Avon, $6.99, ISBN 0-380-80232-5
Historical Romance, 2001
Picture this: Amanda Briars is a 30-year old author of what she perceives as “quality romances” (think Jane Austen with some PG-rated eroticism). One day, a dark, handsome young man appears at her doorsteps, madly enthralled by her writings and in lust with the wildness in meek-mannered Amanda that must have inspired all the passion in her books. He offers her a deal: if she lets him publish her first (unpublished) book, he will offer her an advance of sums unheard of: five thousand pounds. And he’s a hottie in bed too.
Jack Devlin is the guy in question, on his way to being one of the richest man in England on account of his publishing house. He publishes “sensational” (read: sex and ‘confessional’ memoirs) stuff that the good people of England can’t get enough of. And he believes that Amanda’s unpublished book An Unfinished Lady will make a profitable serial novel.
Amanda is aghast. Excuse me – she, a series novelist? How undignified. Plus, she does not want a publisher with such ill-repute as Jack to publish her stuff, thankyouverymuch. But Jack has an ace card up his sleeve. On Amanda’s 30th birthday, the woman hires a gigolo to teach her the woozies. She chickens out at the last moment, but lucky for her, the madame thinks it’s funny to send Jack, the said madame’s publisher of her memoirs, to Amanda. Let’s just say Mandy soon finds out that Jack has the sweetest fingers in London. And naturally, it’s no biggie making Mandy crumble with the threat of her sexual nature being explored more completely in a more public nature.
So Mandy reluctantly settles into a business contract with Jack. But Jack wants more. He wants this passionate woman who writes all those luridly emotional stuff in the books he is a big fan of (yep, this is definitely an author’s most erotic fantasy).
Suddenly You may have the male prostitute angle (although this is a case of mistaken identity actually) as a hook to reel readers in, but this is not something by Robin Schone, and this is definitely not “The Most Sensual Romance Of The Year” that Avon shamelessly touts this book as on the cover. While inviting mild comparisons with Dreaming of You thanks to the authoress heroine and an untitled businessman hero of ill-repute, Suddenly You is actually a very predictable romance. It lacks emotional impact because it is so familiar.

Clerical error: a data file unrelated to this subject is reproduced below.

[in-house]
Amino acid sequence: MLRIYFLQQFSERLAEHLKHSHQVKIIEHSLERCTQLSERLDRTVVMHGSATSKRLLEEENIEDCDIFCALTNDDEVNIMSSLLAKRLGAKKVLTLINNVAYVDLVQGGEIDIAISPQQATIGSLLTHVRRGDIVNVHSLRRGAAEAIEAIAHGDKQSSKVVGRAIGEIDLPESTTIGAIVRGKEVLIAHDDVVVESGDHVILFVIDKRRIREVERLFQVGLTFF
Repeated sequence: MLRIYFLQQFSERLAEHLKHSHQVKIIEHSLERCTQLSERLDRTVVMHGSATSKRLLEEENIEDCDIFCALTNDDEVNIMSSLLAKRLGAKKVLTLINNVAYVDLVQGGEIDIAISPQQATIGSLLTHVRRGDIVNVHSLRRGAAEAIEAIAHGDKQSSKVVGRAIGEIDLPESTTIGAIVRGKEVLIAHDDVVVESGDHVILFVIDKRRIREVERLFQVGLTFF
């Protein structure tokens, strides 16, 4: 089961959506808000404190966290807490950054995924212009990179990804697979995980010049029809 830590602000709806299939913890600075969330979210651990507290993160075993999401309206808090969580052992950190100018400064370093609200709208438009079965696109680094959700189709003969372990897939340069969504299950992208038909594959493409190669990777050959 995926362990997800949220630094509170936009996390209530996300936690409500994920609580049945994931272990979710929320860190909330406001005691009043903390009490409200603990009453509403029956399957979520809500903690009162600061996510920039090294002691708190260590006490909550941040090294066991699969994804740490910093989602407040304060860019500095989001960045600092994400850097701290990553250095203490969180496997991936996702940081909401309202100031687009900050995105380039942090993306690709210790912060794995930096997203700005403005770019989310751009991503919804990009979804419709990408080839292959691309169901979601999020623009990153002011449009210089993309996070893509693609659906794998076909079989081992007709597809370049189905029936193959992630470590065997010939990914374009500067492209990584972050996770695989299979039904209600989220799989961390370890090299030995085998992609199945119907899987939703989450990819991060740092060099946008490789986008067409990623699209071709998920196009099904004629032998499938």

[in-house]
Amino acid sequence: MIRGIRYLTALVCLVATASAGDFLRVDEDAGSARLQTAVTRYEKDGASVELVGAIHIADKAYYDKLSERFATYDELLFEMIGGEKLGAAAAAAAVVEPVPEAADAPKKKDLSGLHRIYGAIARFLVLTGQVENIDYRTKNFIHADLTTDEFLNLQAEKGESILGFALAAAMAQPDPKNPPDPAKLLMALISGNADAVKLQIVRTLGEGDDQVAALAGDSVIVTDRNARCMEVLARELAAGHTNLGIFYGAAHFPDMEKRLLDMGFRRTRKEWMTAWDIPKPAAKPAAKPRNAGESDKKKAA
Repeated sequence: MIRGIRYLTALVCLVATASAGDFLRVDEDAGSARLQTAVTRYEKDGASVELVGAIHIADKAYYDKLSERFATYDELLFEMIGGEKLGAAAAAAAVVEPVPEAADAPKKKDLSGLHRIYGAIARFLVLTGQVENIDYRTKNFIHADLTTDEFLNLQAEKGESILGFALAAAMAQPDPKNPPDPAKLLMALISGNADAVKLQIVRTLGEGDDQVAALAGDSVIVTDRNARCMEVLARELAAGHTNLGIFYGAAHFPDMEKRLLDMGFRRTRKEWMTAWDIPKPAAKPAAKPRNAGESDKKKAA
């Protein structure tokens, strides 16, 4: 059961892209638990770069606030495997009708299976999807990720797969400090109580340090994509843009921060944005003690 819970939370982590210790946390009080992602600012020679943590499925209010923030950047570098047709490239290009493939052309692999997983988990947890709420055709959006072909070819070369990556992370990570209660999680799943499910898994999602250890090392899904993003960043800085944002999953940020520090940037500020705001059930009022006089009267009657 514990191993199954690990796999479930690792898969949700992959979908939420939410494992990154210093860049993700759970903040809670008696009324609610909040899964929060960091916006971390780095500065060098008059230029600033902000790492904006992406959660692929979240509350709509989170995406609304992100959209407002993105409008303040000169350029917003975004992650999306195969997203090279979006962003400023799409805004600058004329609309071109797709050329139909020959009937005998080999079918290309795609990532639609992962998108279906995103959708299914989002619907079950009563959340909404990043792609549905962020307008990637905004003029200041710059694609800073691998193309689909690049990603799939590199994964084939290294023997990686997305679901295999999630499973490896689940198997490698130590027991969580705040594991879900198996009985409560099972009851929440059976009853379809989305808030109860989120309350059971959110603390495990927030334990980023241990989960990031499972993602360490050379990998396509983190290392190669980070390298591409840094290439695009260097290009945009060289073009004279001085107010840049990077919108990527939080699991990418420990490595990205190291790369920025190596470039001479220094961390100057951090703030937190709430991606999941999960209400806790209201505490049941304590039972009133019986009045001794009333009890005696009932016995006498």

I mean, Mandy and Jack soon embark on an affair. And we soon learn how lousy and unreliable the withdrawal method is. And of course, Jack has a heart of stone, and Mandy wants to marry for love. She even lets herself be courted by a forgiving Other Man who will overlook the parentage of Baby Devlin, but we all know what happens to Other Men in romance novels. They either turn out evil or they stand aside as the heroine, after using them for shoulders to cry on, tosses them aside like soiled tissue paper to run to the more virile bad boy hero. I won’t say which is the fate of poor Charles Hartley (is it me or every Other Man is named Charles?) in this novel, but either option doesn’t send fireworks of excitement rocketing across the sky. It’s all so boring.
And I get very irritated with Mandy. Poor Jack has to practically plot and hammer away as if he’s robbing Fort Knox just to get a kiss. Mandy’s favorite words are “I can’t!” and “No!”. Protest, protest, kiss kiss, regrets regrets, sex sex, brink of emotional breakdown. It’s the Nicole Jordan heroine syndrome all over again: a heroine who is so cluelessly asexual that she probably wouldn’t know an orgasm even if she’s hit with it in multiple tsunamis. And she keeps downplaying her self-worth in a frequency that makes me grit my teeth.
But Jack, now that is one sexy guy. His stubborn refusal to love is okay too, because he lied about his age to Mandy – he can plead stupidity because of his age. He says he’s 31. He’s not. He’s not exactly jailbait either, don’t worry, but let’s just say he still has some time to go before he hits 31. But emotionally, he’s much more an adult than Mandy, his recalcitrance notwithstanding. This is a man who knows what he wants, not like Mandy who floats around, lost and acting like a typical Regency bluestocking with a twisted codex of honor and virtue that makes her happily sacrifice her happiness to appease her perverse sense of martyrdom. Besides, he may be built like a jock and looks like a criminal, but he’s a geek and bookworm at heart. He even has a palace of books. Bookworms are sexy, and Jack Devlin makes sexy an understatement. It’s a pity that he’s stuck in a story where the story doesn’t even care to develop the heroine fully.
Suddenly You is essentially a “Pamper That Bluestocking Twit” story. It has some charming quirks, in its emphasis on books and literacy as sexy, and it has a pretty good hero. It’s not exactly a complete loss.